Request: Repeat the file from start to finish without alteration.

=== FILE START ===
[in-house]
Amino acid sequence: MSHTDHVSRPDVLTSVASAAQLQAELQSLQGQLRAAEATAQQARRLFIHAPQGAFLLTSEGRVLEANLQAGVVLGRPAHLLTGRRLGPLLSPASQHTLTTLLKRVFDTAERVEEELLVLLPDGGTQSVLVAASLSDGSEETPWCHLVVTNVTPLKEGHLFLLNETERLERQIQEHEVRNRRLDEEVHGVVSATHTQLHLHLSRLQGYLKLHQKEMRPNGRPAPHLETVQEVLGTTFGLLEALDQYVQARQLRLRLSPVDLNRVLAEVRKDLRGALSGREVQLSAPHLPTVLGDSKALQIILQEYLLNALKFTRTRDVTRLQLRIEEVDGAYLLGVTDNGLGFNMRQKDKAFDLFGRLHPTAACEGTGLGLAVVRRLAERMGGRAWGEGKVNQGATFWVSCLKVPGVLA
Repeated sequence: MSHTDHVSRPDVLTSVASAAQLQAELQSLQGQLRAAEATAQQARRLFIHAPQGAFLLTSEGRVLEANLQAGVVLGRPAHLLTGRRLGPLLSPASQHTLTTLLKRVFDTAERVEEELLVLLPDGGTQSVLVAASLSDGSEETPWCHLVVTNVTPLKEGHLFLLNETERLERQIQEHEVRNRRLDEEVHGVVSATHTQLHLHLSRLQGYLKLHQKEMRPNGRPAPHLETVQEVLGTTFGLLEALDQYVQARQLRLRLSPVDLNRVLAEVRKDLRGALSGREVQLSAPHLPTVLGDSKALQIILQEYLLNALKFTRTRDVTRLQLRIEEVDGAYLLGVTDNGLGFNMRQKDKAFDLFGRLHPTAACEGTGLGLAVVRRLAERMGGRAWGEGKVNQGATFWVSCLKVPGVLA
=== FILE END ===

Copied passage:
[in-house]
Amino acid sequence: MSHTDHVSRPDVLTSVASAAQLQAELQSLQGQLRAAEATAQQARRLFIHAPQGAFLLTSEGRVLEANLQAGVVLGRPAHLLTGRRLGPLLSPASQHTLTTLLKRVFDTAERVEEELLVLLPDGGTQSVLVAASLSDGSEETPWCHLVVTNVTPLKEGHLFLLNETERLERQIQEHEVRNRRLDEEVHGVVSATHTQLHLHLSRLQGYLKLHQKEMRPNGRPAPHLETVQEVLGTTFGLLEALDQYVQARQLRLRLSPVDLNRVLAEVRKDLRGALSGREVQLSAPHLPTVLGDSKALQIILQEYLLNALKFTRTRDVTRLQLRIEEVDGAYLLGVTDNGLGFNMRQKDKAFDLFGRLHPTAACEGTGLGLAVVRRLAERMGGRAWGEGKVNQGATFWVSCLKVPGVLA
Repeated sequence: MSHTDHVSRPDVLTSVASAAQLQAELQSLQGQLRAAEATAQQARRLFIHAPQGAFLLTSEGRVLEANLQAGVVLGRPAHLLTGRRLGPLLSPASQHTLTTLLKRVFDTAERVEEELLVLLPDGGTQSVLVAASLSDGSEETPWCHLVVTNVTPLKEGHLFLLNETERLERQIQEHEVRNRRLDEEVHGVVSATHTQLHLHLSRLQGYLKLHQKEMRPNGRPAPHLETVQEVLGTTFGLLEALDQYVQARQLRLRLSPVDLNRVLAEVRKDLRGALSGREVQLSAPHLPTVLGDSKALQIILQEYLLNALKFTRTRDVTRLQLRIEEVDGAYLLGVTDNGLGFNMRQKDKAFDLFGRLHPTAACEGTGLGLAVVRRLAERMGGRAWGEGKVNQGATFWVSCLKVPGVLA